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Thread: Lear 35 down approaching Teterboro

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    Senior Member Evan's Avatar
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    Default Lear 35 down approaching Teterboro

    Looks like some kind of departure from controlled flight. Impacted a residential area resulting in a fire and destruction of buildings and vehicles. No casualties reported on the ground, but I imagine this will trigger another discussion about that neighboring threat...

    According to CNN, this is the 53rd fatal Learjet 35 accident since 1977.

    http://edition.cnn.com/2017/05/15/us...o-plane-crash/

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    Senior Member 3WE's Avatar
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    Purest of preliminary, unsubstantiated speculation: Lear's are known for PIO, and if you get to within (or beyond) 1/4 of a mile of the Airport and then crash a plane, with no 'obvious' distress call at this point...

    Of course, I would NEVER get myself into a PIO, although I had an old rear-wheel drive Toyota Corolla wagon that got real nasty if you started swerving for fun on a gravel road...the fishtails really seemed to amplify and I had some wide eye moments.

    How do you say slip vs. skid but actually both in Espanol?
    Les règles de l'aviation de base découragent de longues périodes de dur tirer vers le haut.

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    Senior Member LH-B744's Avatar
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    how do you say slip vs. skid but actually both in Espanol?
    ...or in Portuguese? We once had a specialist here at JP for the Portuguese language.

    Carlstadt NJ, that's much nearer to Teterboro than I am to DUS. But the 06 at TEB is only 6,000 ft , so, nothing which I'd think about. Sully also only needed a few seconds to avoid TEB, in an A320. But in a Learjet?

    A Lear 36A theoretically only needs 2,900 ft (900 m) for a perfect landing. They should've made it.

    Good that only the captain and the F/O were on board. Bad that both died.. only 1 nautical mile away from the TEB 06? That's hard.
    One evening, not long ago, I watched TV and I wondered what you will possibly do after you've lost one parent. Strange question, why did I wonder. You will possibly be annoyed because he will miss so many happenings which you liked to show him. But after you somehow have regained your countenance, you will also join again people who you don't know. Stay strong, Jimmy.

    Aviation enthusiast since more than 30 years.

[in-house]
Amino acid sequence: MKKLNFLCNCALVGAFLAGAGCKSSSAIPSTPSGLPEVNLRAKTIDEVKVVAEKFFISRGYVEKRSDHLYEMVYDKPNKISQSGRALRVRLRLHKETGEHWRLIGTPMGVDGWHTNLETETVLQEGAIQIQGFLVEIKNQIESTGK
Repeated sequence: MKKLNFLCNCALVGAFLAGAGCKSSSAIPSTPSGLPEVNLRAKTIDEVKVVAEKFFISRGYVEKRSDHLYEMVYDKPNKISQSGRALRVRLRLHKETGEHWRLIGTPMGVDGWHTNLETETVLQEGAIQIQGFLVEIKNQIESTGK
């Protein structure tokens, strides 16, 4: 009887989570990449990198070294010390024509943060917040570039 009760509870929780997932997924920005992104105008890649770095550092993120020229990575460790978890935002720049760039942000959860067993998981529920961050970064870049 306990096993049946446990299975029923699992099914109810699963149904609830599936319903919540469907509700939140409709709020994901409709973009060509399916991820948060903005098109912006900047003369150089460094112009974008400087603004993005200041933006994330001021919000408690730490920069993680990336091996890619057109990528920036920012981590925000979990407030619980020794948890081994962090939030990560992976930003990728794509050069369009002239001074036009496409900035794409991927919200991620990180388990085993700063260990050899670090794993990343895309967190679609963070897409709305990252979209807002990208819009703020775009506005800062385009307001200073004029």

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    Quote Originally Posted by Evan View Post
    Looks like some kind of departure from controlled flight. Impacted a residential area resulting in a fire and destruction of buildings and vehicles. No casualties reported on the ground, but I imagine this will trigger another discussion about that neighboring threat...

    According to CNN, this is the 53rd fatal Learjet 35 accident since 1977.

    http://edition.cnn.com/2017/05/15/us...o-plane-crash/

    1973 - 1994 738 35 & 36's built. As of January, 2007, the U.S. National Transportation Safety Board database lists 19 fatal accidents for the 35/35A, and two for the 36/36A.

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    Senior Member LH-B744's Avatar
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    Quote Originally Posted by 3WE View Post
    Purest of preliminary, unsubstantiated speculation: Lear's are known for PIO, and if you get to within (or beyond) 1/4 of a mile of the Airport and then crash a plane, with no 'obvious' distress call at this point...

    Of course, I would NEVER get myself into a PIO, although I had an old rear-wheel drive Toyota Corolla wagon that was harder than hell to straightened out if you started playing around fish-tailing on a gravel road...how do you say slip vs. skid but actually both in Espanol?
    Pilot Induced Oscillations (PIO) - for those of us who quite rarely sit in the left seat of a Lear.

    Ach Herrje. Ob das dieses Mal gut geht?

    New York State or NYC, both are good for so much. Calspan is a professional provider for Lear 35/Lear 36A training, which exactly includes maneuvers to avoid PIO. Thus, I assume that the Calspan crew includes Lear 35/Lear 36A flight instructors.

    I wasn't aware that a Lear 35 is prone for PIO, but as I said earlier, I'm still learning a lot. That indeed does not mean that the TEB accident is already solved.
    One evening, not long ago, I watched TV and I wondered what you will possibly do after you've lost one parent. Strange question, why did I wonder. You will possibly be annoyed because he will miss so many happenings which you liked to show him. But after you somehow have regained your countenance, you will also join again people who you don't know. Stay strong, Jimmy.

    Aviation enthusiast since more than 30 years.

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    Senior Member LH-B744's Avatar
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    I always say that I am a service oriented human bein, so.. Have a look (in German, but I translate):

    PIO, explained by the de wiki

    "Insbesondere wenn die Steuersysteme des Luftfahrzeugs nur mit Verzögerung auf die Kommandos des Piloten reagieren, ..."
    In English: Especially if aileron, rudder or the throttle quadrant of an a/c do only react with response time to the input of one of the pilots, ...

    Hm. I should ask a B744/B748i flight instructor, but isn't that a phenomenon that occurs in almost all jets? The bigger the jet the more preparation time you need? I know that a B744 needs
    ALOT of preparation before "she" is ready to pass the t.o.d. point...